Kinetic analysis of dynamic transitions in stance support accompanying voluntary leg flexion movements in hemiparetic adults

Mark W. Rogers*, Lois Deming Hedman, Yi Chung Pai

*Corresponding author for this work

Research output: Contribution to journalArticle

42 Scopus citations

Abstract

The purpose of this study was to examine the extent to which adult hemiparesis due to cerebrovascular accident may alter the dynamic transitions from bipedal to single limb stance that accompany rapid voluntary single leg flexion movements while standing. Eight postacute hemiparetic adults performed rapid single-leg-flexion movements with the paretic (PL) and nonparetic (NL) limbs while standing on two separate force platforms that recorded the individual and resultant lateral horizontal (FY) ground reaction force (GRF) components acting on the body in the frontal plane. The results showed that for NL movements, the ipsilateral FY force-time integral contributed a significantly greater proportion to the resultant FY than that recorded beneath the upcoming stance PL, whereas PL movements showed a reverse trend indicating differences in the spatial distribution of GRFs. For some subjects, delays in the initial FY onset times between limbs and reversals in the normal direction of initial force application beneath the PL were observed. Such changes in the spatial and temporal aspects of GRF production may affect dynamic lateral weight transfer function regardless of the direction of total body motion. Implications for clinical practice pertaining to interventions that emphasize speed as well as magnitude of paretic muscle torque production, and factors related to the selection of movement activities for the retraining of dynamic weight transfer function are discussed.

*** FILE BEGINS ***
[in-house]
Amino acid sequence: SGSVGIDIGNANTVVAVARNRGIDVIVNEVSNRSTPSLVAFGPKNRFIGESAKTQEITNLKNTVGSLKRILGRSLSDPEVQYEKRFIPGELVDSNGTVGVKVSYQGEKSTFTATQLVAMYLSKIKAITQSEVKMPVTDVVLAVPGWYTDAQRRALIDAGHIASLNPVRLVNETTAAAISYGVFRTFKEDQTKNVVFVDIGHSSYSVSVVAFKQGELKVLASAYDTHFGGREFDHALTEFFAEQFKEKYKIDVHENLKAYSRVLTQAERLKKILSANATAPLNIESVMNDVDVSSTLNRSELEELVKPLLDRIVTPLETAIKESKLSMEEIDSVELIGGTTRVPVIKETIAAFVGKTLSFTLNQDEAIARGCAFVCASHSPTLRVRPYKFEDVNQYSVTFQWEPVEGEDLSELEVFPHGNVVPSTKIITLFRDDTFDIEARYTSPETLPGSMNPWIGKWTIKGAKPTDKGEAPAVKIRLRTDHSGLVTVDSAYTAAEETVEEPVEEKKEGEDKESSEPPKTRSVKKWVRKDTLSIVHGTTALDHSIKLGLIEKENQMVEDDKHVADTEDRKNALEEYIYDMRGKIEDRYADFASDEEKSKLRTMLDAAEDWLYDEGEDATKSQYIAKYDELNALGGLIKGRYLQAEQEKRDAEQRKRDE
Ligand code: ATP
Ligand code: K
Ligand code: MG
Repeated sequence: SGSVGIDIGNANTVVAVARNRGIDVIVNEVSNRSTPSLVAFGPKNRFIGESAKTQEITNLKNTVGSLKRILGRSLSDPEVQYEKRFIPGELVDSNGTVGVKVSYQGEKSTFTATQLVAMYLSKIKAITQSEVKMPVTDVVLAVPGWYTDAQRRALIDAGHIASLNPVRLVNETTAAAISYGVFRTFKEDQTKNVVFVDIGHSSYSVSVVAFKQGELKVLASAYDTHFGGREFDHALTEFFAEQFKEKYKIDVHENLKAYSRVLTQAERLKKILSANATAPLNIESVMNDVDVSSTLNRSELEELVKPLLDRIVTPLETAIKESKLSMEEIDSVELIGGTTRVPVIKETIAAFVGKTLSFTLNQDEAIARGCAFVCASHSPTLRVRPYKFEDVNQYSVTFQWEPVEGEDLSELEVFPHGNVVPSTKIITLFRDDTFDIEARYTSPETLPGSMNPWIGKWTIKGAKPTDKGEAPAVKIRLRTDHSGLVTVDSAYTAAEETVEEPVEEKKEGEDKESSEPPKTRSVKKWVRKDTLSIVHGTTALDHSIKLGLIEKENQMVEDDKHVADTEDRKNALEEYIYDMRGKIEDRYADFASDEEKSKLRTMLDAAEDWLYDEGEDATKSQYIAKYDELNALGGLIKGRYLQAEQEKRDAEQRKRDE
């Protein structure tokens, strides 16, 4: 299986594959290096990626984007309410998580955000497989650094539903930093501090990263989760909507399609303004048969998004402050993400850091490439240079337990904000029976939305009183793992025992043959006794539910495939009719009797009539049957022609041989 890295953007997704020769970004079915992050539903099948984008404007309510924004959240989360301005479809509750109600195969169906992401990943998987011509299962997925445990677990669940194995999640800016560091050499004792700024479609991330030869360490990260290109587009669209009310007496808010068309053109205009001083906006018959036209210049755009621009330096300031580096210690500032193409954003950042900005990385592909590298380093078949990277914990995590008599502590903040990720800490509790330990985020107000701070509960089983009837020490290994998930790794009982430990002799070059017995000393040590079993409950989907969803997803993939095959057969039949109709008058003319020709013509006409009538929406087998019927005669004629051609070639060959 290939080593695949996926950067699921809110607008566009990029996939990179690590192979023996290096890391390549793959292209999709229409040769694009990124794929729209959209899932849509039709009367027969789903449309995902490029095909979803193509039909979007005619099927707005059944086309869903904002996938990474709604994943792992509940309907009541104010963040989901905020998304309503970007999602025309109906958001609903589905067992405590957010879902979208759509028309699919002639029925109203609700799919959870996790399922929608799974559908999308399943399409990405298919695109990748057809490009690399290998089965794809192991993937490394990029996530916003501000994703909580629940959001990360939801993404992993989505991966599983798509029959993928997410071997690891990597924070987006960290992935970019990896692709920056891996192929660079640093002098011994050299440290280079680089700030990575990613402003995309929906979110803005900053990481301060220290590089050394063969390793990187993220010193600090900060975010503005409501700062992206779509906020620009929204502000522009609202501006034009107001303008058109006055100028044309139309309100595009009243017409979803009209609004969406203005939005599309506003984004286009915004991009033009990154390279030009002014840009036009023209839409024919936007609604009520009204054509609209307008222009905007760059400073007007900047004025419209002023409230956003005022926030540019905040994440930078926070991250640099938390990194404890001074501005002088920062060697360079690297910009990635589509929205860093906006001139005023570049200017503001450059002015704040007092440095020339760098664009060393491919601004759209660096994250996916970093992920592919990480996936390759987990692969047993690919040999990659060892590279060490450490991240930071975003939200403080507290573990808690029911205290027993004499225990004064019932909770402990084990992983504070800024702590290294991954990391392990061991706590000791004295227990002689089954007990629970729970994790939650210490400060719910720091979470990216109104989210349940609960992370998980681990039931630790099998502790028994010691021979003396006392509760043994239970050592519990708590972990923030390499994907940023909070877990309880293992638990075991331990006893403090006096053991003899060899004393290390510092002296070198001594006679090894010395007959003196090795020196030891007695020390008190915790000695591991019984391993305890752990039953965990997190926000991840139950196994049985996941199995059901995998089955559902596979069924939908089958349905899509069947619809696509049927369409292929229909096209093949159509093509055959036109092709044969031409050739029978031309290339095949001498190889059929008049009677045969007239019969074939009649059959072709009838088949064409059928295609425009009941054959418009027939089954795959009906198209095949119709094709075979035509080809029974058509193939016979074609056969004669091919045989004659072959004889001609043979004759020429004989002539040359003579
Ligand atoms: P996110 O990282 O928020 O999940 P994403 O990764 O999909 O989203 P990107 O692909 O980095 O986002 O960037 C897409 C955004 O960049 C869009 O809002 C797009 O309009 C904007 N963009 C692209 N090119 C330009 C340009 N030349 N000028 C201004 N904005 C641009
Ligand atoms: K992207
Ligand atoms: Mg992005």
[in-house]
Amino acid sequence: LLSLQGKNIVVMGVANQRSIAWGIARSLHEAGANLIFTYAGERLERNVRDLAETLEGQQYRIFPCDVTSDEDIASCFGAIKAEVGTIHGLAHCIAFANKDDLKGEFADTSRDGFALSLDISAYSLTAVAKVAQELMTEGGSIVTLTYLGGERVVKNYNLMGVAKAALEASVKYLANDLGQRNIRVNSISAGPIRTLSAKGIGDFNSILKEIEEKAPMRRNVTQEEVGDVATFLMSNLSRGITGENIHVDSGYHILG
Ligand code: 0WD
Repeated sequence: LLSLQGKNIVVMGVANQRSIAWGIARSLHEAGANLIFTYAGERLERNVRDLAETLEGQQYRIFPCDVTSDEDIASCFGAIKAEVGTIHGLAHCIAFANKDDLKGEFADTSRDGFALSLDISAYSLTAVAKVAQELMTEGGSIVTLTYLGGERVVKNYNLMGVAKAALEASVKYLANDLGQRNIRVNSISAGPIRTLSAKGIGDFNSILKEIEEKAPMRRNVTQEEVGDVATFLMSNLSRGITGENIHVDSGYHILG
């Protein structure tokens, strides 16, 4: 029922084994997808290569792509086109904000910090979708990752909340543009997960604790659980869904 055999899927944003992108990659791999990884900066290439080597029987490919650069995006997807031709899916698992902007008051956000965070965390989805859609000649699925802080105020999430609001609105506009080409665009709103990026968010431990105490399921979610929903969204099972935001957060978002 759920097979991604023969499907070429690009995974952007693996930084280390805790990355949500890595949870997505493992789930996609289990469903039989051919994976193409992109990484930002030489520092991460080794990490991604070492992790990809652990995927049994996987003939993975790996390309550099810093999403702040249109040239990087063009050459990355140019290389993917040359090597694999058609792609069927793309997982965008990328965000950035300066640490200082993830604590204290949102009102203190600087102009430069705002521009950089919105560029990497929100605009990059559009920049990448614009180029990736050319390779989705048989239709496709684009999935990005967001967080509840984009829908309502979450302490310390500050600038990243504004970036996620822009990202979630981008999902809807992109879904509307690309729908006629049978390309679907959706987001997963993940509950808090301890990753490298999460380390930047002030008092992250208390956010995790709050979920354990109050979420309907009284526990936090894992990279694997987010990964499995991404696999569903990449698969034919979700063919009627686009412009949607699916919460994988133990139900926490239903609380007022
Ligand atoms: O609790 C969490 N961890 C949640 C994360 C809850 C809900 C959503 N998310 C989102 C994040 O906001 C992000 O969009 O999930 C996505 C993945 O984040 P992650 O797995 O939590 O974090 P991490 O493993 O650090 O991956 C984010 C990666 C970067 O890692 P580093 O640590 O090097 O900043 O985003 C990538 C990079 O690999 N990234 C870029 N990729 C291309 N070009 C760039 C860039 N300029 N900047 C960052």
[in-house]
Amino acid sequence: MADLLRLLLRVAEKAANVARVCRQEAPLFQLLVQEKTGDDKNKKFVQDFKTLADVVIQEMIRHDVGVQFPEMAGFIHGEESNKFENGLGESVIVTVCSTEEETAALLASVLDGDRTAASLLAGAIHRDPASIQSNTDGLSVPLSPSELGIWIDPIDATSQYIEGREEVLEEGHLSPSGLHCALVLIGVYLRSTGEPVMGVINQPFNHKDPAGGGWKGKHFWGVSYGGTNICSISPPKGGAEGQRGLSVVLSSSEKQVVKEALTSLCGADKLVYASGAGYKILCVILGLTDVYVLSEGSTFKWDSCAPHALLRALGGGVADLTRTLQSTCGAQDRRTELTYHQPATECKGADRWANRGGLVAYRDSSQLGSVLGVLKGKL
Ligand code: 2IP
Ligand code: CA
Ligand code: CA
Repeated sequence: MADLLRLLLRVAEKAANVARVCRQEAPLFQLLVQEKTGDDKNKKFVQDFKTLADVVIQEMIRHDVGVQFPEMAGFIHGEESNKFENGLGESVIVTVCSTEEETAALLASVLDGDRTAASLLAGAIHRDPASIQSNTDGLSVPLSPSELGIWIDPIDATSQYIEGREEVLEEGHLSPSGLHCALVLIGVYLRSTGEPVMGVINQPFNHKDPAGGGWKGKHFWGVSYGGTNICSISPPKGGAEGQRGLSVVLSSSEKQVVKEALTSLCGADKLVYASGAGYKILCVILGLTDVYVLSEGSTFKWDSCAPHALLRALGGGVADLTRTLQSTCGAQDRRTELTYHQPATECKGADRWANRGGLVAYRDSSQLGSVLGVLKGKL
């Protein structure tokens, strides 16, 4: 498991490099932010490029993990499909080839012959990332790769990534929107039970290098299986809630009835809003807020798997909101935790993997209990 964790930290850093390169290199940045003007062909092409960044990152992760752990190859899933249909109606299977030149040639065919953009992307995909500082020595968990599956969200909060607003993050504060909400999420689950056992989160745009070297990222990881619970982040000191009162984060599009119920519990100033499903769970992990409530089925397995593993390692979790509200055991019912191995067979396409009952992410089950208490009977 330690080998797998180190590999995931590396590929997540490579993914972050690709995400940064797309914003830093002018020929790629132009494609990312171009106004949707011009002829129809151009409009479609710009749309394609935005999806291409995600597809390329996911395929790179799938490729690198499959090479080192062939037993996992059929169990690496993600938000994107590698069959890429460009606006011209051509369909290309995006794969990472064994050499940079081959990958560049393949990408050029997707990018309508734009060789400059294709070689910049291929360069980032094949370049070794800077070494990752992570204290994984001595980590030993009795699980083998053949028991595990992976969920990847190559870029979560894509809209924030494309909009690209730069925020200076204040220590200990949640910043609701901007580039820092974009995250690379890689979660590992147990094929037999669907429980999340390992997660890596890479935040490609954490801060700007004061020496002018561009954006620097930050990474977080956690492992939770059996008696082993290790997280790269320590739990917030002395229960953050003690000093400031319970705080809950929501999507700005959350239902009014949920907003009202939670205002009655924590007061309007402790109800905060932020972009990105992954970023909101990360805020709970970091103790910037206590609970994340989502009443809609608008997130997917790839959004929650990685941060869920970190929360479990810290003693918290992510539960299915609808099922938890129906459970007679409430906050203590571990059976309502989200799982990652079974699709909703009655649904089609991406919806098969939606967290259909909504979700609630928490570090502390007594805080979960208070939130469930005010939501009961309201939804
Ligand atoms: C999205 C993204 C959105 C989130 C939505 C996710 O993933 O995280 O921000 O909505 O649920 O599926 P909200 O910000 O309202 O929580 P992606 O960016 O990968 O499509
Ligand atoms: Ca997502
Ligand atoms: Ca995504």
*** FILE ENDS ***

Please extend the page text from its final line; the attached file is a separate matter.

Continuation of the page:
Original languageEnglish (US)
Pages (from-to)19-25
Number of pages7
JournalArchives of Physical Medicine and Rehabilitation
Volume74
Issue number1
StatePublished - Jan 1 1993

Keywords

  • Functional assessment
  • Human stance
  • Movement
  • Posture
  • Rehabilitation strategies
  • Stroke

ASJC Scopus subject areas

  • Physical Therapy, Sports Therapy and Rehabilitation
  • Rehabilitation

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